A West Virginia University School of Pharmacy student who spent most of her high school years in outpatient chemotherapy treatments was inspired to pursue her degree because her doctor explained to her how the cancer-fighting drugs were being used.
While going through treatment, Autumn Smith made it a point to learn about every drug she took, how many milligrams of each drug she received and the sided effects of each one.
“My doctor was good at telling me why I was getting the drugs,” Smith said. “I thought that was super cool and that’s what inspired me to go into pharmacy.”
Smith, who lives in Brandywine, a small Pendleton County community in West Virginia’s eastern mountains, found out she had acute lymphoblastic leukemia six days after she turned 15. In addition to daily oral chemotherapy, her family drove her to her treatments every Friday, a two-hour trip.
Now she’s interested in pediatric oncology.
A third-year pharmacy student, Smith participated in the School of Pharmacy’s Go Gold for Kids with Cancer, one of the School of Pharmacy’s events during Childhood Cancer Awareness Month. Proceeds from the School’s fundraising events will go to the Childhood Cancer Association, which provides support and resources to families who have kids with cancer at no cost to them.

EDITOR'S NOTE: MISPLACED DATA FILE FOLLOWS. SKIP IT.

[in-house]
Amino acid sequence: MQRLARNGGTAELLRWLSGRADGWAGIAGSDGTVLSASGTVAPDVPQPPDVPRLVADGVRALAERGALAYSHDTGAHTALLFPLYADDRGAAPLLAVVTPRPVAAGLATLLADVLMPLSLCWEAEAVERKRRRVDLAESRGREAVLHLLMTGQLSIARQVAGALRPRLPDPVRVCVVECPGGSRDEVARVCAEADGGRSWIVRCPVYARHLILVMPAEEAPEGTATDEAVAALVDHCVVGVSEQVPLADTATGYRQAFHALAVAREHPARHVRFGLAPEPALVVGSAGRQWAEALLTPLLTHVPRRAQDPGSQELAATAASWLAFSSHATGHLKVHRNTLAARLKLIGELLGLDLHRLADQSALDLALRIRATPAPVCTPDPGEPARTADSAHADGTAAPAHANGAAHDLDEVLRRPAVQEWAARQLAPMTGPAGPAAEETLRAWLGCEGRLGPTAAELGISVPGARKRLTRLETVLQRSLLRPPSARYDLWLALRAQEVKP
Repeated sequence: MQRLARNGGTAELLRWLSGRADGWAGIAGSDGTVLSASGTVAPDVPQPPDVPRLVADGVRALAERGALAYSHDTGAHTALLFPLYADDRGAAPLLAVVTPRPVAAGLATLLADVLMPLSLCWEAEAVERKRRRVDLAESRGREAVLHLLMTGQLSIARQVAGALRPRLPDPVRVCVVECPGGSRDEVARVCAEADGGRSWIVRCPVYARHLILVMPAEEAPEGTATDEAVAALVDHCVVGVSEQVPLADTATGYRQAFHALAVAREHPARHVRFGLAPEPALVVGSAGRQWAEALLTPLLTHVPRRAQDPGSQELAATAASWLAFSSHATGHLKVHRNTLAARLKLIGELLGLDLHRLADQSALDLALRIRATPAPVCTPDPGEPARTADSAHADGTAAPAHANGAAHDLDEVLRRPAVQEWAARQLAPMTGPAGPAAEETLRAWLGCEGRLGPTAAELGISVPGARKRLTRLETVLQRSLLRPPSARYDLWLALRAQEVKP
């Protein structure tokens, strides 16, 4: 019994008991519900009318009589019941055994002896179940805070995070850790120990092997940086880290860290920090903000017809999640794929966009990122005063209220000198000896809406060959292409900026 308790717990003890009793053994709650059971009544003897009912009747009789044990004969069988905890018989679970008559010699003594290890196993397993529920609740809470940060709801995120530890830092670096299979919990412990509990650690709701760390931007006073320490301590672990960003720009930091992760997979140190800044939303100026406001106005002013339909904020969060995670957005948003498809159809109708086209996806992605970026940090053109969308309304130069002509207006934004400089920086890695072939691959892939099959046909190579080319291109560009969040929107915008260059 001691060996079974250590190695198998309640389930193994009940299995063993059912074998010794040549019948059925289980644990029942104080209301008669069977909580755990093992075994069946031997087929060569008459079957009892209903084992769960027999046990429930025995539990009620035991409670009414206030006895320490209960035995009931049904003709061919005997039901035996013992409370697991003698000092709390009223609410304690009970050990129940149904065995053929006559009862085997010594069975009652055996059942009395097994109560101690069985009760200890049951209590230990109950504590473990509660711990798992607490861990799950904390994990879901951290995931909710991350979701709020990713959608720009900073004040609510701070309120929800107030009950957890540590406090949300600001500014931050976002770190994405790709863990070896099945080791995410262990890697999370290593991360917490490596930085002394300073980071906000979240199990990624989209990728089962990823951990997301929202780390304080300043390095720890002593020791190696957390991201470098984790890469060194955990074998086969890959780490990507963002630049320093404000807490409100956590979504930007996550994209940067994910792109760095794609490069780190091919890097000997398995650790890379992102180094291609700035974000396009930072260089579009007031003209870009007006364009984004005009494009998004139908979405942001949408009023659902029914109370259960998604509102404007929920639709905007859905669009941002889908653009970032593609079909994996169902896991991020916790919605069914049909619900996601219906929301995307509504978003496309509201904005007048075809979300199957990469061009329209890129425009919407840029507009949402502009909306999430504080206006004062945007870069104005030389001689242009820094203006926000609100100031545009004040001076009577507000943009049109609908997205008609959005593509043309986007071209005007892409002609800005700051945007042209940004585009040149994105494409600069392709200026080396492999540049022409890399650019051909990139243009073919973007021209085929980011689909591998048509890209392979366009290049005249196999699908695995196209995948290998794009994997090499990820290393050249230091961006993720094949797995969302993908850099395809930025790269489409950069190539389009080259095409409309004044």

Go Gold for Kids with Cancer is an international campaign whose mission is dedicated to making childhood cancer a priority through policy, supporting research, awareness and providing educational resources to children with cancer, survivors and their families.
Smith said events like Go Gold for Kids with Cancer are important because they are the first step in finding a cure.
“To develop drugs and the clinical research necessary to have good cure rates for cancer starts with awareness,” she said. “If you don’t have awareness, you don’t have funds.”
Originally from Christa Currey for WVU Today.